Lois Holzman is a major voice in the current conversation about the failure of the knowing paradigm and the development of alternatives ways to be in and relate to the world. Her previous eight books, in particular, The End of Knowing: A New Developmental Way of Learning (written in collaboration with the late public philosopher Fred Newman), present arguments for a cultural and performatory understanding of human life in light of the history and current limitations of the scientific, knowing paradigm. Over the past two decades, she has provided significant thought leadership to those seeking new paradigms of social and emotional life through her and Newman’s discovery that play, performance and group creativity are the leading factors in human development and learning throughout the lifespan. Holzman is a member of the Dx Summit on Diagnostic Alternatives, an international group seeking to advocate for and disseminate alternatives to current diagnostic systems of mental illness.
As a corollary of this important work, Holzman is sought after as a leading expert on the brilliant early 20th century Russian psychologist Lev Vygotsky, renowned worldwide among educators. She and Newman are unique in having established Vygotskian-influenced practices in psychotherapy, youth development and organizational leadership through organizations that touch the lives of hundreds of thousands of adults and young people. Their 1993 book, Lev Vygotsky: Revolutionary Scientist, was publsihed as a Psychology Press Classic Text in 2013. In 2014, Holzman received the Lifetime Achievement Award from the Cultural-Historical Research Special Interest Group of the American Educational Research Association.
Lois is co-founder with Fred Newman of the East Side Institute for Group and Short Term Psychotherapy, an international training and research center for developing and promoting alternative and radically humanistic approaches in psychology, therapy, education and community building. Since the mid-1980s, the Institute has worked to evolve a social-cultural approach to human development that promotes practices that relate to people of all ages as social performers and creators of their lives.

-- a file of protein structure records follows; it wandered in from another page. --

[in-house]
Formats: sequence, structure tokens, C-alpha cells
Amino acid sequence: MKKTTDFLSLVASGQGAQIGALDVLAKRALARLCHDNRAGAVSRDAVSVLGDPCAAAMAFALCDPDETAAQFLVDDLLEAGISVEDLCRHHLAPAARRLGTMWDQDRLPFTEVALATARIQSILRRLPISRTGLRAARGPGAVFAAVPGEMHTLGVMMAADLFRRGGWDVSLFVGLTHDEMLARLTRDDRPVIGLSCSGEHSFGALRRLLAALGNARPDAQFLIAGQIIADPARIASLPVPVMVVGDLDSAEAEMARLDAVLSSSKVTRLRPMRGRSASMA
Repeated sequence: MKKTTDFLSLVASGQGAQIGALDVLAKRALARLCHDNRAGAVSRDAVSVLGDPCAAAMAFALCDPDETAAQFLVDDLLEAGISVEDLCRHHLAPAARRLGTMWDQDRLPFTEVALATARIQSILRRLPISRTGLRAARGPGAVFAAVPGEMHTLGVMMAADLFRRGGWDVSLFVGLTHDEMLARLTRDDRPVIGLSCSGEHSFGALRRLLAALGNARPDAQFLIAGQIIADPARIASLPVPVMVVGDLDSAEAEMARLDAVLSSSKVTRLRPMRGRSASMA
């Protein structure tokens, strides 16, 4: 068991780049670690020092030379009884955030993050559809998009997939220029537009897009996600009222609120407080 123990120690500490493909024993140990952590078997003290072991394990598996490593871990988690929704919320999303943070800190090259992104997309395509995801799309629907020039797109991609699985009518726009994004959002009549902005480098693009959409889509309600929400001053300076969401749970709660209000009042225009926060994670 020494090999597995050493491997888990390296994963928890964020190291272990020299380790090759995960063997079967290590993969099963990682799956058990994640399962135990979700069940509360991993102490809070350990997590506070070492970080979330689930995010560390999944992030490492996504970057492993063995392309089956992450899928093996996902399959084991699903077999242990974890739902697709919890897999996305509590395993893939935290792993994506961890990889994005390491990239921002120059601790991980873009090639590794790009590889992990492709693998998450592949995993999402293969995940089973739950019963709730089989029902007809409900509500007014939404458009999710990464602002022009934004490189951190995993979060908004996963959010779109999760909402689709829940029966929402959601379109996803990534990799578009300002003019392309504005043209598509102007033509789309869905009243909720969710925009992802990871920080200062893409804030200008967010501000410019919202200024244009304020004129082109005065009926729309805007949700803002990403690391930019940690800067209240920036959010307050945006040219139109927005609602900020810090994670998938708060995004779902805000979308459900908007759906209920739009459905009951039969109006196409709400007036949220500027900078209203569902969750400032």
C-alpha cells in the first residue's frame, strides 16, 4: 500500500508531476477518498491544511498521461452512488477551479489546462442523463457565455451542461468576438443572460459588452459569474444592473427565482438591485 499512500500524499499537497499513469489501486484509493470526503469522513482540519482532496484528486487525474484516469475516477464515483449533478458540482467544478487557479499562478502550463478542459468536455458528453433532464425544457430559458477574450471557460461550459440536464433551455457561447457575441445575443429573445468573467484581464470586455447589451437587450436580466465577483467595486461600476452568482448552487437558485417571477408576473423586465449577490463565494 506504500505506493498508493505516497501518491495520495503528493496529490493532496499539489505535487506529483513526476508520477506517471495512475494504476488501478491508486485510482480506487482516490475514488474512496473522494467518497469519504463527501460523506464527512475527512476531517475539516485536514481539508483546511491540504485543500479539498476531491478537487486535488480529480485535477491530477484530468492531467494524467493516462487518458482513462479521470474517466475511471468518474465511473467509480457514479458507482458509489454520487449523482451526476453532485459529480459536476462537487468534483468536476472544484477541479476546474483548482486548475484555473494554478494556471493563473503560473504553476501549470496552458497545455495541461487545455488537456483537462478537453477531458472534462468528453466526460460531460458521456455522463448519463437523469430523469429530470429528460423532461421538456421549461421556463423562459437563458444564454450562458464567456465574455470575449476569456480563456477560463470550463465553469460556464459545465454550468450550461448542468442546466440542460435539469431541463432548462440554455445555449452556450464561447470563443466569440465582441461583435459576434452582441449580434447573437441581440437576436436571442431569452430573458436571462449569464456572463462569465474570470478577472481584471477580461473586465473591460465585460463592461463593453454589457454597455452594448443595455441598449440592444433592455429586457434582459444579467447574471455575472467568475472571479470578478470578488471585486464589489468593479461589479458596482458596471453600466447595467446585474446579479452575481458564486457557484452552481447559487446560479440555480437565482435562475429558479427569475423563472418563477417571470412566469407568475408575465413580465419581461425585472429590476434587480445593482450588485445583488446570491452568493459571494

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Lois Holzman met philosopher/psychotherapist Fred Newman in 1976. Holzman had just completed her Ph.D. in developmental psychology; Newman had just left academic life (he had been teaching philosophy) to organize radical education, health, mental health and political projects in the communities of NYC. Inspired by Newman’s work to create new kinds of organizations that challenge institutionalized ways of doing things, Holzman began to study and work with him. In the ensuing decades, Newman and Holzman have built a unique collaborative relationship that has impacted on how psychology, psychotherapy and education are practiced and understood.
Together Newman and Holzman have given expression to Newman’s discovery of social therapy, an approach to continuous emotional growth. Both are founders of the East Side Institute for Group and Short Term Psychotherapy, the international research and training center at which social therapy is taught and advanced; they work with social therapy centers around the country, and have been instrumental in creating many projects that utilize the social therapeutic approach in all kinds of educational, organizational, health and mental health settings.
From their first collaborative writing, The Practice of Method (1978), Newman and Holzman have spent the last three decades organizing, studying and learning from community-based projects — in the U.S. and around the world — that utilize the social therapeutic and other cultural approaches in educational, healthcare, organizational, and mental health settings.Together and separately they have written dozens of books and articles over the last twenty years. These writings articulate for academics and practitioners the methodological, philosophical and political implications of their new approach to understanding human life, to fostering human development, and to building community.
They are known for their practical and revolutionary reading of Russian psychologist Lev Vygotsky, for their activity theoretic and therapeutic utilization of Ludwig Wittgenstein’s philosophical method, for thier postmodernization of Marxism, and for their recognition — in practice — that the human capacity to perform is critical to learning and growing at any age of the developmental potential of the human capacity to perform at any age.
For their radical challenge to scientific psychology — the day-to-day community practice that is the “end of knowing” — they are regarded as among the most rigorous, inventive and controversial postmodern developmentalists.